In October 2002, UN officials warned that it would take a decade to eradicate Aghan opium production. A German diplomat in Kabul observed,
In April, British officials were confident that they could eradicate poppies in only three years, but since then they have changed their philosophy; now they are talking about ten years.
(American citizens may remember similar timetables for the achievement of a “drug-free America” — all of which are now consigned to the political graveyard.)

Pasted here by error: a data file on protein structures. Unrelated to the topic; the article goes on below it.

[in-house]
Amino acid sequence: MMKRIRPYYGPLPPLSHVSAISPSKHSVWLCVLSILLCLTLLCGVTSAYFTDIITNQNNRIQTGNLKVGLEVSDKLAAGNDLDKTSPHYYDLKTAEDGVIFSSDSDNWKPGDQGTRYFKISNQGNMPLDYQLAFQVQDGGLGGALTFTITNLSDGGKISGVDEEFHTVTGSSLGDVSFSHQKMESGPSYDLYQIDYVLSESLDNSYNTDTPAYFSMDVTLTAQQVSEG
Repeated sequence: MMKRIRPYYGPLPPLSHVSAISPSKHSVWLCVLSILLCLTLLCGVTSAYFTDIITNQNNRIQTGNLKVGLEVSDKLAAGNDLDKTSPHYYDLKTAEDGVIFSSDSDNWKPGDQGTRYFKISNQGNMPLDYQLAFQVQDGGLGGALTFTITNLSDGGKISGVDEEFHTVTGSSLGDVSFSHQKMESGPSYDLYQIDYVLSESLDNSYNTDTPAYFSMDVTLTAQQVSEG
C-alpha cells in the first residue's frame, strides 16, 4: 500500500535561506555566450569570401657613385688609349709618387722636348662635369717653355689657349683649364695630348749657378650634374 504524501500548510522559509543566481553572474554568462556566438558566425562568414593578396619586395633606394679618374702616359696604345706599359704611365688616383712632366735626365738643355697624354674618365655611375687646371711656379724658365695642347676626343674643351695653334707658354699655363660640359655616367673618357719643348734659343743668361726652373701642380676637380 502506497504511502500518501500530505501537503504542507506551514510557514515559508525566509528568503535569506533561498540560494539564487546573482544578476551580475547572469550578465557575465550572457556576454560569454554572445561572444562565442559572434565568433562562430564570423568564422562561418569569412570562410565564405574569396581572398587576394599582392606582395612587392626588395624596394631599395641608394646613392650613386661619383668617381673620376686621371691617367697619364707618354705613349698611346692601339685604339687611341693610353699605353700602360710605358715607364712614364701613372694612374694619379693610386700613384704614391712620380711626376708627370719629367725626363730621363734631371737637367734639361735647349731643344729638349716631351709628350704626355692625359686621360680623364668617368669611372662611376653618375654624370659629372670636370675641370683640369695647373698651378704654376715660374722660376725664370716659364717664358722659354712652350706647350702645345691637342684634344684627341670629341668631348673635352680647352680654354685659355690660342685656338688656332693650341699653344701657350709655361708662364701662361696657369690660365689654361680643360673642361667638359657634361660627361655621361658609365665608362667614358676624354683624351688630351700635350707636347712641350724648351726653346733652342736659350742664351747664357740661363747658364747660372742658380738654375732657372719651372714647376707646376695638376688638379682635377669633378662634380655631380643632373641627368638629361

Is it fair to hold George W. Bush personally responsible for the biggest annual increase in opium output in history? Probably not. Unless one chooses to reason like Bush’s own drug warriors. The TV ad campaign run by Bush’s drug czar continually preaches that anyone who uses drugs is a de facto terrorist financier. If anyone who buys any drug in the United States is automatically liable for any attack by terrorists anywhere, why shouldn’t the president be held responsible for deposing perhaps the most successful drug warriors in modern world history?